The coordinates are often transformed with the use of a matrix. The matrix is similar to a transformation matrix in Postscript. It includes a set of scaling factors, rotation angles and translations.
When only the scaling factors are used (no rotation) then these are ratios as one would expect. If a rotation is also applied, then the scaling ratios will be affected accordingly.
The translations are in TWIPS like any coordinates and also they are applied last (thus, it represents the position at which the shape is drawn on the output screen).
The math formula is as simple as: Q = MP + T. Q is the resulting point, P is the source point, M is the scaling and rotation factors and T is the final translation.
With the use of a three dimensional set of matrices, one can compute a single matrix which includes all the transformations.

Thus, the matrix saved in the SWF file is the product of the matrix in figure 2 and the matrix in figure 5.
A matrix multiplication is the sum of the products of rows (left matrix) and columns (right matrix).
m_{11} = s_{11} * r_{11} + s_{12} * r_{21} + s_{13} * r_{31} + s_{14} * r_{41} m_{12} = s_{21} * r_{11} + s_{22} * r_{21} + s_{23} * r_{31} + s_{24} * r_{41} m_{13} = s_{31} * r_{11} + s_{32} * r_{21} + s_{33} * r_{31} + s_{34} * r_{41} m_{14} = s_{41} * r_{11} + s_{42} * r_{21} + s_{43} * r_{31} + s_{44} * r_{41} m_{21} = s_{11} * r_{12} + s_{12} * r_{22} + s_{13} * r_{32} + s_{14} * r_{42} m_{22} = s_{21} * r_{12} + s_{22} * r_{22} + s_{23} * r_{32} + s_{24} * r_{42} m_{23} = s_{31} * r_{12} + s_{32} * r_{22} + s_{33} * r_{32} + s_{34} * r_{42} m_{24} = s_{41} * r_{12} + s_{42} * r_{22} + s_{43} * r_{32} + s_{44} * r_{42} m_{31} = s_{11} * r_{13} + s_{12} * r_{23} + s_{13} * r_{33} + s_{14} * r_{43} m_{32} = s_{21} * r_{13} + s_{22} * r_{23} + s_{23} * r_{33} + s_{24} * r_{43} m_{33} = s_{31} * r_{13} + s_{32} * r_{23} + s_{33} * r_{33} + s_{34} * r_{43} m_{34} = s_{41} * r_{13} + s_{42} * r_{23} + s_{43} * r_{33} + s_{44} * r_{43} m_{41} = s_{11} * r_{14} + s_{12} * r_{24} + s_{13} * r_{34} + s_{14} * r_{44} m_{42} = s_{21} * r_{14} + s_{22} * r_{24} + s_{23} * r_{34} + s_{24} * r_{44} m_{43} = s_{31} * r_{14} + s_{32} * r_{24} + s_{33} * r_{34} + s_{34} * r_{44} m_{44} = s_{41} * r_{14} + s_{42} * r_{24} + s_{43} * r_{34} + s_{44} * r_{44}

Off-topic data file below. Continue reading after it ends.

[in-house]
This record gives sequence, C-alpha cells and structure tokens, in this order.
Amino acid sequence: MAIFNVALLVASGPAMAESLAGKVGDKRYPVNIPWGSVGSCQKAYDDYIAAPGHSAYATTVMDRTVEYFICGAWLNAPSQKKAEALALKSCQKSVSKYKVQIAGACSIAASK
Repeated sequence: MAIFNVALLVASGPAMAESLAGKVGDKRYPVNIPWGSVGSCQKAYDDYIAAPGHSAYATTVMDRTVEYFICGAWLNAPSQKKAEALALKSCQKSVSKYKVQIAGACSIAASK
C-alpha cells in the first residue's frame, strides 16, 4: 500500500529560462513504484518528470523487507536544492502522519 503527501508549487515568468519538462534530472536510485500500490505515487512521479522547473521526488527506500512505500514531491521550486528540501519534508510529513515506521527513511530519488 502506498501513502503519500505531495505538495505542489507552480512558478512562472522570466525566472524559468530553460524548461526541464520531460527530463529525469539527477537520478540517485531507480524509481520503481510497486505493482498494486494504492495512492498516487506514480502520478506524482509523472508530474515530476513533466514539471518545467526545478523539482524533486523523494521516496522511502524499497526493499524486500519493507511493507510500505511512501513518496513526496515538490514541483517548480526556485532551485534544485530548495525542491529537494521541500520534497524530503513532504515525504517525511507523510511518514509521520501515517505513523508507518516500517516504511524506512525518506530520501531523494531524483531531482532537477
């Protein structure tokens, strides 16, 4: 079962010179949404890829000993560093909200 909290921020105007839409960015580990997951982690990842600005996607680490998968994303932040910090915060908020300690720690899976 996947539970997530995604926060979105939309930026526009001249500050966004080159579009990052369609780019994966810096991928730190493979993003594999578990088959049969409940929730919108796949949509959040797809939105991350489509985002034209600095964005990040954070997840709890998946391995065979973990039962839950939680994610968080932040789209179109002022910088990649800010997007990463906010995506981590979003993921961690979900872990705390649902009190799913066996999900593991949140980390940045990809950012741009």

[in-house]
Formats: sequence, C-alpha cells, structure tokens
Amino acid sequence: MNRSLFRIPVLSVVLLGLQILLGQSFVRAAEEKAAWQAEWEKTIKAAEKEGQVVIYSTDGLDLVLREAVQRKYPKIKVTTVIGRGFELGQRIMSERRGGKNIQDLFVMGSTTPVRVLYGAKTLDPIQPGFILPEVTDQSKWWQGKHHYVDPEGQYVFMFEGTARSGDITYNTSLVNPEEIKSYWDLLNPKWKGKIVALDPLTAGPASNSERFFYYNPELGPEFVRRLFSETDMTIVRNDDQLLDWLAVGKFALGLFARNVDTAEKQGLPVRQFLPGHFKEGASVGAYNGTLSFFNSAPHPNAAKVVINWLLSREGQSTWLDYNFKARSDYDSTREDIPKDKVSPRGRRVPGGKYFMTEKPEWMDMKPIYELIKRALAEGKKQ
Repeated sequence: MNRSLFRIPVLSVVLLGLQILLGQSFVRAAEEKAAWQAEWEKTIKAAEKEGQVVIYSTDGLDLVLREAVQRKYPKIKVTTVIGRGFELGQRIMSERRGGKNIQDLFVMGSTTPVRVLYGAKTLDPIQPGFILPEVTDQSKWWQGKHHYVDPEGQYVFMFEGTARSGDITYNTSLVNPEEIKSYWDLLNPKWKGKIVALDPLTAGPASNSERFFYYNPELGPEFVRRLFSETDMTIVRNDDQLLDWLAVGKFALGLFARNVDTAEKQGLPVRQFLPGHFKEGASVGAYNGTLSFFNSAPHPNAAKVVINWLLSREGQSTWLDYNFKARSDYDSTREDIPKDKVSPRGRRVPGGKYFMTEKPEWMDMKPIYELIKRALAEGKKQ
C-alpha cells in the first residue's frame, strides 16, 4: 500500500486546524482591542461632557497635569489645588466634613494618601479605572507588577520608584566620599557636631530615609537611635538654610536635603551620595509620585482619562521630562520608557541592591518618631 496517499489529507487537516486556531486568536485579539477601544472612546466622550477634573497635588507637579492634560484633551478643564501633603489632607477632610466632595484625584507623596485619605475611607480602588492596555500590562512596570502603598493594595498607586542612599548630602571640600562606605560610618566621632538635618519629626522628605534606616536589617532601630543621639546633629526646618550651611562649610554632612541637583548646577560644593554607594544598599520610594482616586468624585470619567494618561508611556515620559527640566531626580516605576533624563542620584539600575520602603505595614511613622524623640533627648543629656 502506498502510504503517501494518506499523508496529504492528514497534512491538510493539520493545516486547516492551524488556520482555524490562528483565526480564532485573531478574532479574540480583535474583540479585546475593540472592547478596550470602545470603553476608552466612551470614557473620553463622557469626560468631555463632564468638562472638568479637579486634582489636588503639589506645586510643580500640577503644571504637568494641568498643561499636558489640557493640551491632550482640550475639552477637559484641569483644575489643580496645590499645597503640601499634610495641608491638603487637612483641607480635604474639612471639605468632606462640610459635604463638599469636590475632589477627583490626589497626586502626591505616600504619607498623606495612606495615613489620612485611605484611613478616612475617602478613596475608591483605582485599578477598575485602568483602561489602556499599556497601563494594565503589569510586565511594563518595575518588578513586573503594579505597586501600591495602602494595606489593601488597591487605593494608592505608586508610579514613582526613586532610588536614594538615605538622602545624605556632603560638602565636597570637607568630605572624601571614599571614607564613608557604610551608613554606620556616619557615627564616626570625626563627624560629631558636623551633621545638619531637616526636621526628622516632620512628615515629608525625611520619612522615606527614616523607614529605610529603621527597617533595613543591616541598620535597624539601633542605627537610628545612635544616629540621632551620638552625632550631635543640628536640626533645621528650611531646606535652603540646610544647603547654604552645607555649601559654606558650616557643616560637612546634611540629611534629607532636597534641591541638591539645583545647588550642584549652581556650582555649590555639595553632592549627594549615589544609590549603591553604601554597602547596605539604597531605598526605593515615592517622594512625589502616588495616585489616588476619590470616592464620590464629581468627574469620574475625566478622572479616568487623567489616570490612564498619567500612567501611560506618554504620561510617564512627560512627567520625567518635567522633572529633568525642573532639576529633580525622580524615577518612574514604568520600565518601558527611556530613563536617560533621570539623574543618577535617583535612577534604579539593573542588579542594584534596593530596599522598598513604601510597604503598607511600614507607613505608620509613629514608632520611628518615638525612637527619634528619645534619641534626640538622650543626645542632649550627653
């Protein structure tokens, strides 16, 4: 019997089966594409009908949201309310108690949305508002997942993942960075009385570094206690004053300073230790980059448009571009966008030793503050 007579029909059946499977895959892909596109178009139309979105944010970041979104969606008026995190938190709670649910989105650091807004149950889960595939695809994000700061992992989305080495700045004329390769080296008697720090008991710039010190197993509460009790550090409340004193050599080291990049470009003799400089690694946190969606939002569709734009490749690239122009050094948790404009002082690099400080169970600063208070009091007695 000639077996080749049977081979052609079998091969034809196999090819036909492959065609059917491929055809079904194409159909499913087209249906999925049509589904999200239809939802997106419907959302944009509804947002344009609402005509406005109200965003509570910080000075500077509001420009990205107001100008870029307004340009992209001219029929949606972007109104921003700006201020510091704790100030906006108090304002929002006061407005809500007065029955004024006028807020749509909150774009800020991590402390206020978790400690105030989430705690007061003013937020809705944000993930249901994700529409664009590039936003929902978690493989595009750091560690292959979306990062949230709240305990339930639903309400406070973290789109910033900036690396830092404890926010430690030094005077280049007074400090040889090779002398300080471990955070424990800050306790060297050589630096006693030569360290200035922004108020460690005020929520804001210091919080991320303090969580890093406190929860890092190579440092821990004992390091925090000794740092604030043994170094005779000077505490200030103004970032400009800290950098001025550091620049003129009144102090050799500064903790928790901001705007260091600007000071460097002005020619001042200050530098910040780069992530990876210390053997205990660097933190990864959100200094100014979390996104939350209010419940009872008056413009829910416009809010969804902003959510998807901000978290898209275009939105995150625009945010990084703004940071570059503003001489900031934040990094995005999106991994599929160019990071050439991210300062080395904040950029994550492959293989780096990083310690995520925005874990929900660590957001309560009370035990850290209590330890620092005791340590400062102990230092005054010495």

Though you shouldn't need to find the scaling factors and rotation angle from an SWF matrix, it is possible to find one if you know the other. This is done using a multiplication of either the inverse scaling (use: 1/S_{x}
and 1/S_{y}
instead of S_{x}
and S_{y}
for the scaling matrix) or the inverse rotation (use: angle
instead of angle
in the Z rotation matrix).
For those who still wonder what I'm talking about, there are the four computations you need from a scaling factor and an angle in radiant:
SWFmatrix_{11} = S_{x} * cos(angle) SWFmatrix_{12} = S_{y} * sin(angle) SWFmatrix_{21} = S_{x} * sin(angle) SWFmatrix_{22} = S_{y} * cos(angle)
SWFmatrix_{11}
and SWFmatrix_{22}
are saved in the (x, y) scale respectively and the SWFmatrix_{21}
and SWFmatrix_{12}
are the rotation skew0 and skew1 values respectively.